th that has been set up during the
connection

Packet switching



Packets of data at any given instant can take multiple (time slots or channels or
paths or routes)



Depending on the idle slots at that instant



Receiver assembles the packets into the original
sequence in the data

General packet radio service (GPRS)



A

packet
-
oriented

service for mobile stations’ data transmission and their access
to the Internet



A speed enhanced data transmission service designed for GSM systems



Speed enhanced data transmission
─ by packetizing data and simultaneous
transmission of packets over different channels



Uses the unused slots and channels in TDMA mode of a GSM network for
packetized transmission from a mobile station



Data
-
packets of a single mobile station transmit throu
gh a number of time slots

GSM system─ a subsystem of a GPRS system



GPRS employing the GSM physical layer



Connects mobile stations for voice
-
data transmission



Connects the mobile stations to the Internet



Packet data networks at higher data rates

GPRS syste
m architecture─ Mobile to BSCs (Like GSM)


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GPRS system architecture─ BSCs to MSC (Like GSM)


GPRS deploying SGSNs (serving GPRS support nodes)



SGSN interfaces to BSCs (base station controllers) on one hand and to other
SGSNs on the other hand

GPRS GGSN (
gateway GPRS support nodes) interface



To the SGSN on one hand



A packet data network like the Internet on other hand



The BSCs also connect to the MSCs (mobile services switching centres) as in case
of the GSM system

NSS and RSS layers



Each SGSN and each MS
C in the NSS layer connects to a number of BSCs at the
RSS layer



The SGSNs use the frame relay protocol for connection to BSCs


GSS (GPRS subsystem)



Consists of the SGSNs and GGSNs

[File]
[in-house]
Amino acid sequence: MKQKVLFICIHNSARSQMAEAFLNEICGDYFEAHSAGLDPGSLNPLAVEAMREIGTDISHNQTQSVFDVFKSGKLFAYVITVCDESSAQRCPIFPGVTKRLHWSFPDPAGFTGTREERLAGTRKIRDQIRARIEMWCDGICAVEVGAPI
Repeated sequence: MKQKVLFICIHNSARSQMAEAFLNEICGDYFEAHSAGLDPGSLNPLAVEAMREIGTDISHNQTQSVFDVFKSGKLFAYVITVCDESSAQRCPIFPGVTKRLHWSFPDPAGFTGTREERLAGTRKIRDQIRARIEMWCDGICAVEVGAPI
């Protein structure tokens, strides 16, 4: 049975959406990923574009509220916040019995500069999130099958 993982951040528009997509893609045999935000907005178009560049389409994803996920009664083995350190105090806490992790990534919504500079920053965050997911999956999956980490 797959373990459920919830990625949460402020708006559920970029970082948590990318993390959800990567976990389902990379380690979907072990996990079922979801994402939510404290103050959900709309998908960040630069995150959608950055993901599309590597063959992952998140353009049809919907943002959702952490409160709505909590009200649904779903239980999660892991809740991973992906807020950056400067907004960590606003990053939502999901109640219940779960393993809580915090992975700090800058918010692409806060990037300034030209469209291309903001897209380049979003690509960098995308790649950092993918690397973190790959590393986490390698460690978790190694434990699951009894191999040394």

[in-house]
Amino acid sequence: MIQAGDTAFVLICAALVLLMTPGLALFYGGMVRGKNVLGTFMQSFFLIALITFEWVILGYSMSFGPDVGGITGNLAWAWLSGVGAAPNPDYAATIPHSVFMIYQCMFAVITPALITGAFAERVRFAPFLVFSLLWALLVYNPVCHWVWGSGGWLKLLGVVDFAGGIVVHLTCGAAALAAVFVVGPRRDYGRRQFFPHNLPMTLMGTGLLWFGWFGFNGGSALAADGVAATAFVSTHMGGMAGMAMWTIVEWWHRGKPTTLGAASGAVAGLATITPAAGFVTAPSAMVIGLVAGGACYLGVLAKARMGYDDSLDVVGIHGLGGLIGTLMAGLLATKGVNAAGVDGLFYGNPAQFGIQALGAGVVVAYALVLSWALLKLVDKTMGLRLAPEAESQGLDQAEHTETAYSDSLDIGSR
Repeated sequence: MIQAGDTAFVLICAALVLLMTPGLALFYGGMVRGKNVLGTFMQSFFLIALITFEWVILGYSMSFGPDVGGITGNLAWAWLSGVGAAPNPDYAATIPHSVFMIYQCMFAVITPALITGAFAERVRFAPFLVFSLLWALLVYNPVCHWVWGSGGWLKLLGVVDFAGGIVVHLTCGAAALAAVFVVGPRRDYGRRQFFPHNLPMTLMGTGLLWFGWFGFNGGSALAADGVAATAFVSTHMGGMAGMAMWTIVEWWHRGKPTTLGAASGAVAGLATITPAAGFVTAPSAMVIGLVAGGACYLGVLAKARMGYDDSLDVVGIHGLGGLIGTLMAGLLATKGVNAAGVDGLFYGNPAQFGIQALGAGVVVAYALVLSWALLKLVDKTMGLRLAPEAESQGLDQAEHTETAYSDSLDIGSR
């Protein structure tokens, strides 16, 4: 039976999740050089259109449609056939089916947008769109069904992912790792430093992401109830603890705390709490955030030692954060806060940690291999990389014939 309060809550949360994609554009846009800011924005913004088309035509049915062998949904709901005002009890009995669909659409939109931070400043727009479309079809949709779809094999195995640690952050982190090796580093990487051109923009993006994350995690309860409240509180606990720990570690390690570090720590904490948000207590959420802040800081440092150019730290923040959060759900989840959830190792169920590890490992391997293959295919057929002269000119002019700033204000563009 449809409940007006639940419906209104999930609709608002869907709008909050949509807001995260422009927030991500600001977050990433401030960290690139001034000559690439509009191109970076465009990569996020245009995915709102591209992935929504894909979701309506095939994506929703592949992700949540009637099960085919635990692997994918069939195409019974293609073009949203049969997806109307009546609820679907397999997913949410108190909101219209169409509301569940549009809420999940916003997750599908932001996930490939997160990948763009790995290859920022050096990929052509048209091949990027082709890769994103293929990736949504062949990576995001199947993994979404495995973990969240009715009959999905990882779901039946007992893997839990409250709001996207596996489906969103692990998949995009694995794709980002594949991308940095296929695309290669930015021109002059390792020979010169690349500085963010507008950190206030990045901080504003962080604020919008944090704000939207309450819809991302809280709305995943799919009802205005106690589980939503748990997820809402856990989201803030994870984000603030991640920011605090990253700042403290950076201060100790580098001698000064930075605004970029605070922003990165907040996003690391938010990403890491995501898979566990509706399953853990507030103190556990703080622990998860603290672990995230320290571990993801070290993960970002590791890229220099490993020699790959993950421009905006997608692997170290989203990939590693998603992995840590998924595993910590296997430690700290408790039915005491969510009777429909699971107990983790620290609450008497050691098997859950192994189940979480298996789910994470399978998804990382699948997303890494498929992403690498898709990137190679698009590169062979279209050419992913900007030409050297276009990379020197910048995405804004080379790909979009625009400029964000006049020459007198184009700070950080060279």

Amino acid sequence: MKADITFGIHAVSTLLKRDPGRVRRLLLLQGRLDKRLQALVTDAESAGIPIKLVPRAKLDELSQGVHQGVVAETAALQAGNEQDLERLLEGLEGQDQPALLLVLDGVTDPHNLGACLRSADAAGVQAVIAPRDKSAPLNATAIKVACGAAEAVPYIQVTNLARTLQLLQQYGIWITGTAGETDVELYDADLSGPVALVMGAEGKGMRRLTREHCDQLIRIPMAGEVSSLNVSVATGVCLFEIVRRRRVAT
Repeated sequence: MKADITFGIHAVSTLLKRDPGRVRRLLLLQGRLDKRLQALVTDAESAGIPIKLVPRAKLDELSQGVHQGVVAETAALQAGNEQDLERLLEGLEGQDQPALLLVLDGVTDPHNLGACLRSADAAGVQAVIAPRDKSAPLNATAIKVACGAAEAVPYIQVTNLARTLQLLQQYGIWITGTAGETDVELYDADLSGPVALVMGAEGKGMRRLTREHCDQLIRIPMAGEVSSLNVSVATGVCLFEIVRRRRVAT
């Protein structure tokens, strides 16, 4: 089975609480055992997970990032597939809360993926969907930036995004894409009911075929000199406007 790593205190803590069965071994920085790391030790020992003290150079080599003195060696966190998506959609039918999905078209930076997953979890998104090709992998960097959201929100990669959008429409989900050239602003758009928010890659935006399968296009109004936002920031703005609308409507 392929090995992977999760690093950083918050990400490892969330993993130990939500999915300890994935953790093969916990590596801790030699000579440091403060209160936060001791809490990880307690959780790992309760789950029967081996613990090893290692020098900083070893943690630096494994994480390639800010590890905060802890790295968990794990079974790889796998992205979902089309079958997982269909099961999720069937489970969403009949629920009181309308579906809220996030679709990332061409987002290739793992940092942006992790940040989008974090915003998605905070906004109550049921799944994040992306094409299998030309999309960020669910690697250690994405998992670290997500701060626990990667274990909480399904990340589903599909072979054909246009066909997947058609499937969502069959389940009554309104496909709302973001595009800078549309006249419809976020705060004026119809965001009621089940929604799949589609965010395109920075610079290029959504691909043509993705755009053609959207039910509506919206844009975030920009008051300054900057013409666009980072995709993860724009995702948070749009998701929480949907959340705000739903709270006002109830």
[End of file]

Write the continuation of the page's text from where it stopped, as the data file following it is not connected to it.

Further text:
Provides GPRS connections to the Internet and other PDNs (public data
netw
orks)


GPRS system architecture ─ BSCs to SGSN at GSS

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GPRS system context



Creates and stores in the Mobile station as well as in the SGSN



Has information of the status of Mobile station, data compression flag, identifiers
for the cell and channel for the

packet data and routing area information

An EIR (GPRS equipment identity register)



Stores the equipment data through the SGSN



Helps the authentication, operation, and maintenance subsystems

GPRS Protocol Mobile station (Mobile Station) Layers



GPRS protoco
l layers similar to the GSM protocol layers



The Mobile station has four layers

physical, data link, network, and application



Session presentation and transport layer issues are taken care of by the lower
layers

BSS



Has just three layers


physical, data li
nk, and network



Transport and session layer functions taken care of by network layer protocols

The SGSN and GGSN four layers



Physical, data link, network and transport



Presentation layer functions are performed by the lower layers

Protocol layers between t
he Mobile station and BSS

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Application layer at the Mobile station



Provides end
-
to
-
end applications like voice and Internet

FR (frame relay) Physical layer for data and network



For transmission and reception of data and network information between the
BSS



and SGSN



Also implements several functions for the data logical link



Physical interface between BSS and SGSN employs a wired or fibre network


Protocol layers between the BSS and SGSN


Protocol layers between the SGSN and the GGSN

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Data link layer prot
ocol layers between SGSN and GGSN



Layer 2 (L2) protocols of the Internet or other PDN (PSTN, ISDN, and PSPDN)

Network layer protocol layers between SGSN and GGSN



IP layer 3 (L3) protocols of the Internet or other PDN

Two transport layer protocol layers at
the SGSN



TCP (or UDP) and GTP (GPRS tunnelling protocol)



TCP for X.25 protocol at layer 3



UDP for the IP protocol at layer 3

Tunnelling protocol



Uses another protocol to transmit and receive the data and information



The information for tunnelling protocol

is hidden in other protocol data

GTP (Gateway Tunneling Protocol)



Uses TCP and IP or UDP and IP



The GTP facilitates flow of packets from multiple protocols



GTP information of TID (Tunnel ID) helps in transmitting and assembling the
packets for each sessi
on of the Mobile station